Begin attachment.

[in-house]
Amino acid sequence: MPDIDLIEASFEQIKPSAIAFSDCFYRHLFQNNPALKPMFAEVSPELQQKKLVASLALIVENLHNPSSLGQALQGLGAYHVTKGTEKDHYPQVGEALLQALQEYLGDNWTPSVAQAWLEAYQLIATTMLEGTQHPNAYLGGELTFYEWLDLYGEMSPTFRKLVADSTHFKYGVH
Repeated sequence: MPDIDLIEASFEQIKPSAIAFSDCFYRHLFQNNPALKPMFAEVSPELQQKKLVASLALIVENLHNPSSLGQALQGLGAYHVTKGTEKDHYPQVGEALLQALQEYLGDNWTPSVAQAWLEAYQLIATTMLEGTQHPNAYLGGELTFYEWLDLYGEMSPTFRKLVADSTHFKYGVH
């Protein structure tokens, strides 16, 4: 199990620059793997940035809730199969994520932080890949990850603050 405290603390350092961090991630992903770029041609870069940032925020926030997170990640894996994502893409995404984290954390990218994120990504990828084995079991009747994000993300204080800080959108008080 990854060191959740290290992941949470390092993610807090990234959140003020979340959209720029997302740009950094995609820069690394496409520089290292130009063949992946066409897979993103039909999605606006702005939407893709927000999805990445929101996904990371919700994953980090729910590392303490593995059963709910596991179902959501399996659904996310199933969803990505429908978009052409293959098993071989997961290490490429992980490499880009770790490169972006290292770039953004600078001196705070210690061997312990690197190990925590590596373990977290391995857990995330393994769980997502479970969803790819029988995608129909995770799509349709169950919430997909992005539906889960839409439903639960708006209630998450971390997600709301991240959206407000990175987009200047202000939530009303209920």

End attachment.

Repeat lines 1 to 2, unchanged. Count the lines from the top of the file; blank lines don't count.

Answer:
[in-house]
Amino acid sequence: MPDIDLIEASFEQIKPSAIAFSDCFYRHLFQNNPALKPMFAEVSPELQQKKLVASLALIVENLHNPSSLGQALQGLGAYHVTKGTEKDHYPQVGEALLQALQEYLGDNWTPSVAQAWLEAYQLIATTMLEGTQHPNAYLGGELTFYEWLDLYGEMSPTFRKLVADSTHFKYGVH